Structural solution

The poison arsenic is a well-worn device of crime novels. But in low doses it can also be a useful treatment for acute promyelocytic leukemia. Building on the latter theme, a study led by Ludwig Oxford Director Xin Lu and Min Lu of the Shanghai Institute of Hematology performed a screen for drugs that could reactivate mutant forms of the p53 tumor suppressor and found that arsenic compounds—including arsenic trioxide—rescued some structural defects in p53. Although p53, called the “guardian of the genome,” is the most frequently mutated gene in human cancer, efforts to devise drugs that reactivate the mutated protein have generally come up short. This is due to the large variety of p53 mutations, their diverse effects and a lack of sites on the p53 protein that can be easily targeted by drugs. However, over half of all p53 mutations cause structural alterations that affect p53 activity. These mutants were the focus of the study reported in Cancer Cell in December. For some of the structural mutations, arsenic trioxide was also able to reactivate the tumor suppressor function of p53 in experimental models. It is now being tested in a phase I clinical trial in patients with p53-mutated blood cancers.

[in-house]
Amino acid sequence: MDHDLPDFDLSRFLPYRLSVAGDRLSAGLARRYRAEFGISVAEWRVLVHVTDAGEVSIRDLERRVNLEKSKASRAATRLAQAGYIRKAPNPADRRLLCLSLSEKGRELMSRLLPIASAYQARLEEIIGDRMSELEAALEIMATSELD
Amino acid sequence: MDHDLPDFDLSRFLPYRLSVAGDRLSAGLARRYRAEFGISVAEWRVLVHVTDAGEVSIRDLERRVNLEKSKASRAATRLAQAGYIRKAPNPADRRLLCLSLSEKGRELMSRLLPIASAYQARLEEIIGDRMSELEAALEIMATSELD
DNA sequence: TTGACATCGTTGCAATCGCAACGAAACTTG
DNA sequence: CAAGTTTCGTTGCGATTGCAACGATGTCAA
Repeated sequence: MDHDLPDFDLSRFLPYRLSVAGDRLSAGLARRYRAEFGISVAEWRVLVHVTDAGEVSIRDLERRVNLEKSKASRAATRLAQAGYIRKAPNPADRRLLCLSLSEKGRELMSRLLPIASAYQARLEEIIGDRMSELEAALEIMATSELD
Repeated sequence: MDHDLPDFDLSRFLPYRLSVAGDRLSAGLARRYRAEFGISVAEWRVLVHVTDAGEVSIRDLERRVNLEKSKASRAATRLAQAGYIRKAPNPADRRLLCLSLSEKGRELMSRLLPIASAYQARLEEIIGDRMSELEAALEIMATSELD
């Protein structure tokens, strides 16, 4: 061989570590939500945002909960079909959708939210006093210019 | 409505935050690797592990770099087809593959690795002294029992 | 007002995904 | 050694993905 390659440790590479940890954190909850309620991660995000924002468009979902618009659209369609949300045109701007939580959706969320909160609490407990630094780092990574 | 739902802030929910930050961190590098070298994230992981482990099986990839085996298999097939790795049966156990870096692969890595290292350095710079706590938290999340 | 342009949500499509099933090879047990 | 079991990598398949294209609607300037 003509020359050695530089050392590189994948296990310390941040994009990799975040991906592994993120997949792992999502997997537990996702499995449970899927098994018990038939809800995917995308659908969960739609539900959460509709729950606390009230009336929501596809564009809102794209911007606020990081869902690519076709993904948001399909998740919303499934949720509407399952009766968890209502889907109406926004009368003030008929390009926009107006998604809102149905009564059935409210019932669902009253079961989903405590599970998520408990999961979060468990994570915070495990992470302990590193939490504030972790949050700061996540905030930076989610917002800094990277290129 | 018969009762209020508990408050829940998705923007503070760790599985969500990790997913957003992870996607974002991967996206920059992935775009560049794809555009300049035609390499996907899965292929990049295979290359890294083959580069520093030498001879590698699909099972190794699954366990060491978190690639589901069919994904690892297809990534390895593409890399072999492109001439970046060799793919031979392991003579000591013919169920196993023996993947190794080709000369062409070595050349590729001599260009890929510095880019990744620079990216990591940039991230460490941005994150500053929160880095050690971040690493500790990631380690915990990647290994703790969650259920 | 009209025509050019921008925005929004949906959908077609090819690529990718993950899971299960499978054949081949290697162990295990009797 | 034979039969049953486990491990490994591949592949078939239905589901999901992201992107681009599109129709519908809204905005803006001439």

This article appeared in the April 2021 issue of Ludwig Link. Click here to download a PDF (1.4 MB).


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